Interim Report of the President's Task Force on 21st Century Policing

March 27, 2015
The President’s Task Force on 21st Century Policing Report features six “pillars”, or categories, on how policing practices can build public trust and promote effective crime reduction, and it includes input from community members, law enforcement officers, associations, stakeholders, academic experts, and civic leaders.
The President’s Task Force on 21st Century Policing Report features six “pillars”, or categories, on how policing practices can build public trust and promote effective crime reduction, and it includes input from community members, law enforcement officers, associations, stakeholders, academic experts, and civic leaders.

By Sheriff Richard Stanek, FirstNet Board member

On March 4, 2015, President Obama’s Task Force on 21st Century Policing – led by co-chairs Charles Ramsey, Commissioner of the Philadelphia Police Department and Laurie Robinson, Professor at George Mason University – released its interim report on 21st Century Policing (Report).

The Report features six “pillars”, or categories, on how policing practices can build public trust and promote effective crime reduction, and it includes input from community members, law enforcement officers, associations, stakeholders, academic experts, and civic leaders.

In the third pillar, regarding technology & social media, there is an interesting discussion about how new technology, including social media, can improve policing practices when the purposes and goals of the technology are transparent. The third pillar also discusses the changing technology environment and the need for law enforcement officers to take advantage of technology to improve effectiveness, efficiency, and evolution.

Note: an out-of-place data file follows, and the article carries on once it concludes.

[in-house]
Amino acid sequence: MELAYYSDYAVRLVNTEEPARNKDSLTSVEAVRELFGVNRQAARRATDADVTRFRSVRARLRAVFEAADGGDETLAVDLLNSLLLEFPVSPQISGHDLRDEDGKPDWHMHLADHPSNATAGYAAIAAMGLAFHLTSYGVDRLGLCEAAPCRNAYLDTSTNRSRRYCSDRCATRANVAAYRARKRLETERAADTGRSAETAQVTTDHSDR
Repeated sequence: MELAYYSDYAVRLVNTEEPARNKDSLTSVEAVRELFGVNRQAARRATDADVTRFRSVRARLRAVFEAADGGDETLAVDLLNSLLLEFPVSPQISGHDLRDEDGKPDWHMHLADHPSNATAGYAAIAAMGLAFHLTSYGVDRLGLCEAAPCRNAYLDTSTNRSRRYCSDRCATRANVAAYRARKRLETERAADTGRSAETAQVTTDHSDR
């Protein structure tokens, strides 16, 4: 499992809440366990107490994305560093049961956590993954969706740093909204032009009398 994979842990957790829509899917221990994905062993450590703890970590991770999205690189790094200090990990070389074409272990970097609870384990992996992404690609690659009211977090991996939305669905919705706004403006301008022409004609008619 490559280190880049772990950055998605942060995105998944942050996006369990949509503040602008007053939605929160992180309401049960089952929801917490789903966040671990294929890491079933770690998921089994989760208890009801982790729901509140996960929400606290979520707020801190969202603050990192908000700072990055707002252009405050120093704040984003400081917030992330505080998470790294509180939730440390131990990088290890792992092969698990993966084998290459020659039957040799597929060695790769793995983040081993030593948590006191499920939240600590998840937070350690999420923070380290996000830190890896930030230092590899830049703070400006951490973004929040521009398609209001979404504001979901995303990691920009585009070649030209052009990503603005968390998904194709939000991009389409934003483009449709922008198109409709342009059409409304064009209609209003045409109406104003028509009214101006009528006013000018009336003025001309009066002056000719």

In addressing the use of social media, the Report points to a comment from the Washington State single point of contact (SPOC) Bill Schrier to “post content rapidly during incidents to dispel rumors.”

Further, the Report acknowledges that with the influx of new technology to improve law enforcement operations, a reliable network like the nationwide public safety broadband network (NPSBN) can help support these technologies. Specifically, recommendation 3.7 of the Report states that:

“The Federal Government should make the development and building of segregated radio spectrum and increased bandwidth by FirstNet for exclusive use by local, state, tribal, and federal public safety agencies a top priority.”

“A national public safety broadband network which creates bandwidth for the exclusive use of law enforcement, the First Responder Network (FirstNet) is considered a game-changing public safety project, which would allow instantaneous communication in even the most remote areas whenever a disaster or incident occurs.”

While the Report was about law enforcement, with the implementation of a NPSBN, first responders – to include firefighters and emergency medical services – will be equipped with the 21st century communication tools to help save lives, solve crimes and keep our communities and emergency responders safe.

You can read the entire Report on the Department of Justice Office of Community Oriented Policing Services website. At FirstNet, we are pleased the Report recognizes the importance of our mission to our nations’ law enforcement officers.

Go to top